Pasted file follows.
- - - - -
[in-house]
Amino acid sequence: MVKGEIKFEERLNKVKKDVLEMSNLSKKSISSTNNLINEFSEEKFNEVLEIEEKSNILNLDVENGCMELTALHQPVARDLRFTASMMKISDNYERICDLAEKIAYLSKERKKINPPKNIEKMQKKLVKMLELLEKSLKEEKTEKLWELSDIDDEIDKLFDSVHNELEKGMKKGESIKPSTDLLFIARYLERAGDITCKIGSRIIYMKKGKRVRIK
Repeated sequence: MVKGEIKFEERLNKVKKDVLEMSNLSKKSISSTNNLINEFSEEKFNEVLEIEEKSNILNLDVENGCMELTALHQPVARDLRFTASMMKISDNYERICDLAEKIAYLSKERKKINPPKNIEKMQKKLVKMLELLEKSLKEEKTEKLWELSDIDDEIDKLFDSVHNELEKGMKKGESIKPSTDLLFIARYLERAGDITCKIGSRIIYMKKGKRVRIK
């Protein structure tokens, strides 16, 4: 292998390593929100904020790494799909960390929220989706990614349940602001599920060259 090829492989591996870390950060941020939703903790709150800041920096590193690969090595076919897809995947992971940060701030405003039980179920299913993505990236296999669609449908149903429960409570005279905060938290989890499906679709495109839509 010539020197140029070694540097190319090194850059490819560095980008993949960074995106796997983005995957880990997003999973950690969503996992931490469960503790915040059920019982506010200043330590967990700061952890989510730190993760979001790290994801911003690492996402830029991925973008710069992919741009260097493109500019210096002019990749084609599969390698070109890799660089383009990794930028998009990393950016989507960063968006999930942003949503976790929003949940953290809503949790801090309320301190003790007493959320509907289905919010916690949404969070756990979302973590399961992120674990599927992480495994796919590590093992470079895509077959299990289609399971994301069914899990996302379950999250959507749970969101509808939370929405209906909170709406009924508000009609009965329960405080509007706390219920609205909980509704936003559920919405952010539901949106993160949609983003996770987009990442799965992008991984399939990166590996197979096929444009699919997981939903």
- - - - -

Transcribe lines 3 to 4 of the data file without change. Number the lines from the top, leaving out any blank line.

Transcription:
Repeated sequence: MVKGEIKFEERLNKVKKDVLEMSNLSKKSISSTNNLINEFSEEKFNEVLEIEEKSNILNLDVENGCMELTALHQPVARDLRFTASMMKISDNYERICDLAEKIAYLSKERKKINPPKNIEKMQKKLVKMLELLEKSLKEEKTEKLWELSDIDDEIDKLFDSVHNELEKGMKKGESIKPSTDLLFIARYLERAGDITCKIGSRIIYMKKGKRVRIK
């Protein structure tokens, strides 16, 4: 292998390593929100904020790494799909960390929220989706990614349940602001599920060259 090829492989591996870390950060941020939703903790709150800041920096590193690969090595076919897809995947992971940060701030405003039980179920299913993505990236296999669609449908149903429960409570005279905060938290989890499906679709495109839509 010539020197140029070694540097190319090194850059490819560095980008993949960074995106796997983005995957880990997003999973950690969503996992931490469960503790915040059920019982506010200043330590967990700061952890989510730190993760979001790290994801911003690492996402830029991925973008710069992919741009260097493109500019210096002019990749084609599969390698070109890799660089383009990794930028998009990393950016989507960063968006999930942003949503976790929003949940953290809503949790801090309320301190003790007493959320509907289905919010916690949404969070756990979302973590399961992120674990599927992480495994796919590590093992470079895509077959299990289609399971994301069914899990996302379950999250959507749970969101509808939370929405209906909170709406009924508000009609009965329960405080509007706390219920609205909980509704936003559920919405952010539901949106993160949609983003996770987009990442799965992008991984399939990166590996197979096929444009699919997981939903």